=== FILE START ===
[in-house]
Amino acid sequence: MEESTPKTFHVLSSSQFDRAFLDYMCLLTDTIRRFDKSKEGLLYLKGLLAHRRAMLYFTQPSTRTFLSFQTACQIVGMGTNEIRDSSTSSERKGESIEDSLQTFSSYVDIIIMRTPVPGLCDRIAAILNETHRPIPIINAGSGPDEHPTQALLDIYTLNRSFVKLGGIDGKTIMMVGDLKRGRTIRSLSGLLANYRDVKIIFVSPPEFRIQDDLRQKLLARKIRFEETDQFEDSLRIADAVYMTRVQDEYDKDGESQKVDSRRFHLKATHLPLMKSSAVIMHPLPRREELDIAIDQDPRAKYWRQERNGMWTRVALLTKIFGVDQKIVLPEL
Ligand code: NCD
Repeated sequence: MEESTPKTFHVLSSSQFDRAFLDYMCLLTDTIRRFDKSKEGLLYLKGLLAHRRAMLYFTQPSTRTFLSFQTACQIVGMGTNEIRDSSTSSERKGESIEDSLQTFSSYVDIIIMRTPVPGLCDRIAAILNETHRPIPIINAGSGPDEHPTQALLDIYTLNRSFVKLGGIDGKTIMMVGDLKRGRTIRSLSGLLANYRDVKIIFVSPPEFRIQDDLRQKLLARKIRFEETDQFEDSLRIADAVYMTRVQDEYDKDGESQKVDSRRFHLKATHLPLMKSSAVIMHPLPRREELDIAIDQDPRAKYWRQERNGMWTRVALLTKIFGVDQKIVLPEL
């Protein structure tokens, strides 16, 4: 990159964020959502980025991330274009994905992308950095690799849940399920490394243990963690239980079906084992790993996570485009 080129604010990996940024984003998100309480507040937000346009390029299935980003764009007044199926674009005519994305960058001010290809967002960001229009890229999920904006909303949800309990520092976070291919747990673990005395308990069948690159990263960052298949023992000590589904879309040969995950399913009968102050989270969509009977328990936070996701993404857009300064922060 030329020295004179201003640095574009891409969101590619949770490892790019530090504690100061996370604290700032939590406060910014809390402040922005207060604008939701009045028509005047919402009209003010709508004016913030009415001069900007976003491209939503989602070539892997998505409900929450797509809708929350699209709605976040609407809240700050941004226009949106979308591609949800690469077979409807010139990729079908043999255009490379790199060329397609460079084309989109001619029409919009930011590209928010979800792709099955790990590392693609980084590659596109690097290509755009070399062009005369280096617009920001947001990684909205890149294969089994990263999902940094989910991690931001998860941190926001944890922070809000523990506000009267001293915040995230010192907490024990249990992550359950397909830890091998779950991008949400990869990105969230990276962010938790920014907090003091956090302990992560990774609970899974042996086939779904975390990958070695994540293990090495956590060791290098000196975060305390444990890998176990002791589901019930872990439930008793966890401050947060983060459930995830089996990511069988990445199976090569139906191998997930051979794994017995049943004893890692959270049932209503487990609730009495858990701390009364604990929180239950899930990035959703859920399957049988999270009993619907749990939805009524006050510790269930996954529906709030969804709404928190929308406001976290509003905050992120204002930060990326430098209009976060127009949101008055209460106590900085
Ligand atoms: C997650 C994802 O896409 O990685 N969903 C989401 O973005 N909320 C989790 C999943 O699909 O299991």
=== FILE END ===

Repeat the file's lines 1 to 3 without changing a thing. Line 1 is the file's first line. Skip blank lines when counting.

[in-house]
Amino acid sequence: MEESTPKTFHVLSSSQFDRAFLDYMCLLTDTIRRFDKSKEGLLYLKGLLAHRRAMLYFTQPSTRTFLSFQTACQIVGMGTNEIRDSSTSSERKGESIEDSLQTFSSYVDIIIMRTPVPGLCDRIAAILNETHRPIPIINAGSGPDEHPTQALLDIYTLNRSFVKLGGIDGKTIMMVGDLKRGRTIRSLSGLLANYRDVKIIFVSPPEFRIQDDLRQKLLARKIRFEETDQFEDSLRIADAVYMTRVQDEYDKDGESQKVDSRRFHLKATHLPLMKSSAVIMHPLPRREELDIAIDQDPRAKYWRQERNGMWTRVALLTKIFGVDQKIVLPEL
Ligand code: NCD